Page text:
Is serum procalcitonin measurement a useful addition to a rheumatologist's repertoire? A review of its diagnostic role in systemic inflammatory diseases and joint infections.
Rheumatology (Oxford). 2015 Feb;54(2):231-40
Authors: Shaikh MM, Hermans LE, van Laar JM
Early differentiation between infection and aseptic inflammation is difficult and is a challenge often faced in the rheumatology practice. Procalcitonin (PCT) is a biomarker that is preferentially induced in patients with bacterial infections, and a growing body of evidence supports its use for improving diagnosis of bacterial infections and guiding antibiotic therapy. In this article, we review the evidence for the use of PCT measurement in rheumatology practice. Several studies have examined the use of PCT to assist in the differentiation between septic and non-septic arthritis in patients with an inflamed joint and found it to be a sensitive and specific marker of infection. A number of studies in patients with diverse inflammatory rheumatic diseases have provided useful information regarding the usefulness of PCT in these patients. In summary, PCT when used in the appropriate clinical setting can be a useful adjunct to currently available laboratory infection markers, though further studies are warranted. Furthermore, PCT results should be interpreted in parallel with the clinical assessment.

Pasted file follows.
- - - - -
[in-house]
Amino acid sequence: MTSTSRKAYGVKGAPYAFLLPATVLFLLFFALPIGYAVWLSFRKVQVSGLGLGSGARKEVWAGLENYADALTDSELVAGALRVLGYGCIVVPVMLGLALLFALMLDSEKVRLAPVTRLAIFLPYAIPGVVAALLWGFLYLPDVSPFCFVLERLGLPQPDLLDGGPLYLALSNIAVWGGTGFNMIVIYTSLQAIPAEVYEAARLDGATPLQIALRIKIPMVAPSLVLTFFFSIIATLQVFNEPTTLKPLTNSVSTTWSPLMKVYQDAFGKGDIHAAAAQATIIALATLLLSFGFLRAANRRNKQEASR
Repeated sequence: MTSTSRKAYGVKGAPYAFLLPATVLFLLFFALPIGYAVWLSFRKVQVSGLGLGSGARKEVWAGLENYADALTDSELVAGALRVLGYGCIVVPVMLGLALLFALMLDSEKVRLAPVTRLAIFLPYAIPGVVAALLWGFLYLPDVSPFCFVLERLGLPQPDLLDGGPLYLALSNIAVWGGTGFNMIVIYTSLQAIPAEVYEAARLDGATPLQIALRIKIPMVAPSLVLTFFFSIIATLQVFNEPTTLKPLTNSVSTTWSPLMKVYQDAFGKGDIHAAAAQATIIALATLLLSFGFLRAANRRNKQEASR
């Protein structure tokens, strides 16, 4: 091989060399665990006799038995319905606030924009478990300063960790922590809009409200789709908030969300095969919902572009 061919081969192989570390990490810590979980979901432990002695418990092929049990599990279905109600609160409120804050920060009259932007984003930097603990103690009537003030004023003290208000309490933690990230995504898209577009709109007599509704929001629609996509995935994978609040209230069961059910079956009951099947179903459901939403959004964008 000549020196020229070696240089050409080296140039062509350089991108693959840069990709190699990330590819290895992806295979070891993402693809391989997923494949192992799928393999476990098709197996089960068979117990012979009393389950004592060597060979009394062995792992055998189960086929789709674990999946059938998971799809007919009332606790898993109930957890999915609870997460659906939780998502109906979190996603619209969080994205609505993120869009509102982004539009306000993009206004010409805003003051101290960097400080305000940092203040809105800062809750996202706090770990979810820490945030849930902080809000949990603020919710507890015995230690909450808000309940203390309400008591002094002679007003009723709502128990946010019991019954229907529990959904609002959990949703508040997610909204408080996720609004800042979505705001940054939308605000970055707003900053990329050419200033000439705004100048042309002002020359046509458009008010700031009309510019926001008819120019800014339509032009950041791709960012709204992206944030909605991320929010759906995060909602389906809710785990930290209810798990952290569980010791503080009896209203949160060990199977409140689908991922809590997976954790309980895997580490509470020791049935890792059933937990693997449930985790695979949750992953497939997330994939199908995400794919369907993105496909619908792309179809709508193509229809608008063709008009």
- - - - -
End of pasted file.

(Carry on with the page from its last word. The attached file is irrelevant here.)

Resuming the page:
PMID: 25349443 [PubMed - indexed for MEDLINE]